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June 03, 2011
Resolutions Addressing Hydraulic Fracturing Continue to Attract Shareowner Support
by Robert Kropp
At annual meeting of Ultra Petroleum, the company refuses to permit shareowners to present their
proposal, but votes in favor double that of 2010.
Earlier this week, SocialFunds.com reported that shareowner proposals addressing the controversial
practice of hydraulic fracturing, or fracking, received 41% of shareowner votes at Chevron, and 28%
at ExxonMobil. SocialFunds.com reported at the time that the results of a vote on a similar
proposal at Ultra Petroleum had not been announced.
In an email sent to
SocialFunds.com yesterday, Michael Passoff, Senior Strategist for the Corporate Social
Responsibility Program at As You Sow, a co-filer
with Green Century Capital Management of
the resolution at Ultra Petroleum, disclosed the results of the vote at the company's annual
meeting. Shareowner support for the fracking resolution at Ultra was 42%, twice that of the result
"I can't remember such a big jump in a vote before and I have filed hundreds of
resolutions over the last 15 years," Passoff wrote.
Furthermore, Passoff revealed, Ultra
Petroleum refused to allow shareowners to present their resolution at the meeting, although
Securities and Exchange Commission (SEC) rules require shareowners to do so.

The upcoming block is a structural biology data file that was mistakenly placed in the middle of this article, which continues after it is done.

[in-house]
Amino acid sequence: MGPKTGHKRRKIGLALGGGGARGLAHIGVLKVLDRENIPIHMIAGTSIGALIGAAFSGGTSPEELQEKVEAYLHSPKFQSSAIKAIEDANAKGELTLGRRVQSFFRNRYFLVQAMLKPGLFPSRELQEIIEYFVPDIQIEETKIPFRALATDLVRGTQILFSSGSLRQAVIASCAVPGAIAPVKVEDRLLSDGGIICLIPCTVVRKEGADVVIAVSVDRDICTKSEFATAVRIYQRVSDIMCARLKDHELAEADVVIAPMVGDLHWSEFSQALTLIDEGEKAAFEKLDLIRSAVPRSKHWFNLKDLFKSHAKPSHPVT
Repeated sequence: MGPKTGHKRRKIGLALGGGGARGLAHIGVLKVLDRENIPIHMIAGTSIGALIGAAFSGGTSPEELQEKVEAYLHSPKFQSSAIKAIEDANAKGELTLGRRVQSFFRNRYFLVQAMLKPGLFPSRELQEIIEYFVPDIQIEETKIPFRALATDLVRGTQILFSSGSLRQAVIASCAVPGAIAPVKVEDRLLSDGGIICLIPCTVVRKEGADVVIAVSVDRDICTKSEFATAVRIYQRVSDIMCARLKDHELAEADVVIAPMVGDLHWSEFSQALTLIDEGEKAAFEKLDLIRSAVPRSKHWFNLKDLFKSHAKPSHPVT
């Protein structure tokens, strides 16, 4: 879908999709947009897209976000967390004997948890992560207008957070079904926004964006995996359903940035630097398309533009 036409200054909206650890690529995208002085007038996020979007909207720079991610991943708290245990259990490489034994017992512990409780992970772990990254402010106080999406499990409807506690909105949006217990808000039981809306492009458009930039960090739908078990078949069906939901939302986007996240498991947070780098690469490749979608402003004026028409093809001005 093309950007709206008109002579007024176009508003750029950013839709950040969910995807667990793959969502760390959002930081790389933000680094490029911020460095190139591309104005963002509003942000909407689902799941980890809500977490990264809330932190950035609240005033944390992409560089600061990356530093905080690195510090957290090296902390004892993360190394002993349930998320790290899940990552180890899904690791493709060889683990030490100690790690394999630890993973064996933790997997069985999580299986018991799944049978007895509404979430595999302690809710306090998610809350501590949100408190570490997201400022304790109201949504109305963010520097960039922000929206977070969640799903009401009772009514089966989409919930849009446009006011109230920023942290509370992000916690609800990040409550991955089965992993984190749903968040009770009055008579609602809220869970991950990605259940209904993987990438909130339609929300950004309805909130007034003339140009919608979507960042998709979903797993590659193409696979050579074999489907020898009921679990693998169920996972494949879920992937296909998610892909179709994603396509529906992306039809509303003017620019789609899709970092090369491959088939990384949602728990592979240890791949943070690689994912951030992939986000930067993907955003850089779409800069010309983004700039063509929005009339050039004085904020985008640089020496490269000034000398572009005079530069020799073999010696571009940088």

Petroleum is the parent company of Ultra Resources, a drilling company active in the Marcellus
Shale, a large underground natural gas formation located in Pennsylvania and New York. In March,
the New York Times reported that more than 155,000 gallons of wastewater from
the fracking process had been sent by Ultra Resources in 2009 to nine towns in Pennsylvania for
dust suppression on their roadways. The wastewater "contained radium at almost 700 times the levels
allowed in drinking water," the Times reported.
"Several of Ultra Petroleum's board
members serve as officers of Ultra Resources," Passoff stated, "Raising concerns about proper
Another shareowner resolution addressing hydraulic fracturing at Energen won
49.5% of shareowner vote, and at Carrizo a first-time resolution submitted by the New York State
Common Retirement Fund received almost 44%. According to Passoff, the percentage at Carrizo was one
of the highest votes even for a new resolution.
"Fracking is raising all the investor red
flags of increased regulatory risk, litigation and fines, public opposition, and reputational
risks," Passoff wrote. "Shareholders need assurance that companies are candidly disclosing these
risks and adopting best management practices to minimize them."
He continued, "This is
only the second year of voting on fracking and this issue continues to gain traction with
shareholders who are invested for the long haul and want to make sure fracking is done
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